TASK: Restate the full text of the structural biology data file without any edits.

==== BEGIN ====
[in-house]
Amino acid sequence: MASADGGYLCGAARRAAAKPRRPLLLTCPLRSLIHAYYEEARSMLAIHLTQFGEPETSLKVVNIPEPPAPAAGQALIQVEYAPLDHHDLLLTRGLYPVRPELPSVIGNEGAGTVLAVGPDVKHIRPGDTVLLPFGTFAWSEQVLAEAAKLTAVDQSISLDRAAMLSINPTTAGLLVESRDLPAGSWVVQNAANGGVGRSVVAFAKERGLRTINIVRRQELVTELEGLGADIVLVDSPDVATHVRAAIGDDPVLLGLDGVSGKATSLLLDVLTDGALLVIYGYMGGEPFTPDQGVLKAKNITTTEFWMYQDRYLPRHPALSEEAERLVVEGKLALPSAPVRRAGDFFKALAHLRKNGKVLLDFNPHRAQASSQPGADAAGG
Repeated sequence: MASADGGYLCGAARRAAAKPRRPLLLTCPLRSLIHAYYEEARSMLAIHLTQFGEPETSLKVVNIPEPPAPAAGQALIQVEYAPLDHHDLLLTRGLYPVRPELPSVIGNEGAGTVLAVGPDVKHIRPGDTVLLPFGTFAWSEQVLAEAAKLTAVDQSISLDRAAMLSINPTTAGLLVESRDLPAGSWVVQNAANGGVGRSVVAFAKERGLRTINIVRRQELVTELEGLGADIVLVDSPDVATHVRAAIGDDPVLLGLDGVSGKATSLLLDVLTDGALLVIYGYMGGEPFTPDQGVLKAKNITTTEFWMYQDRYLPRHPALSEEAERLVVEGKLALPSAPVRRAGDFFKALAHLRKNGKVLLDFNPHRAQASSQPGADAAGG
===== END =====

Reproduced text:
[in-house]
Amino acid sequence: MASADGGYLCGAARRAAAKPRRPLLLTCPLRSLIHAYYEEARSMLAIHLTQFGEPETSLKVVNIPEPPAPAAGQALIQVEYAPLDHHDLLLTRGLYPVRPELPSVIGNEGAGTVLAVGPDVKHIRPGDTVLLPFGTFAWSEQVLAEAAKLTAVDQSISLDRAAMLSINPTTAGLLVESRDLPAGSWVVQNAANGGVGRSVVAFAKERGLRTINIVRRQELVTELEGLGADIVLVDSPDVATHVRAAIGDDPVLLGLDGVSGKATSLLLDVLTDGALLVIYGYMGGEPFTPDQGVLKAKNITTTEFWMYQDRYLPRHPALSEEAERLVVEGKLALPSAPVRRAGDFFKALAHLRKNGKVLLDFNPHRAQASSQPGADAAGG
Repeated sequence: MASADGGYLCGAARRAAAKPRRPLLLTCPLRSLIHAYYEEARSMLAIHLTQFGEPETSLKVVNIPEPPAPAAGQALIQVEYAPLDHHDLLLTRGLYPVRPELPSVIGNEGAGTVLAVGPDVKHIRPGDTVLLPFGTFAWSEQVLAEAAKLTAVDQSISLDRAAMLSINPTTAGLLVESRDLPAGSWVVQNAANGGVGRSVVAFAKERGLRTINIVRRQELVTELEGLGADIVLVDSPDVATHVRAAIGDDPVLLGLDGVSGKATSLLLDVLTDGALLVIYGYMGGEPFTPDQGVLKAKNITTTEFWMYQDRYLPRHPALSEEAERLVVEGKLALPSAPVRRAGDFFKALAHLRKNGKVLLDFNPHRAQASSQPGADAAGG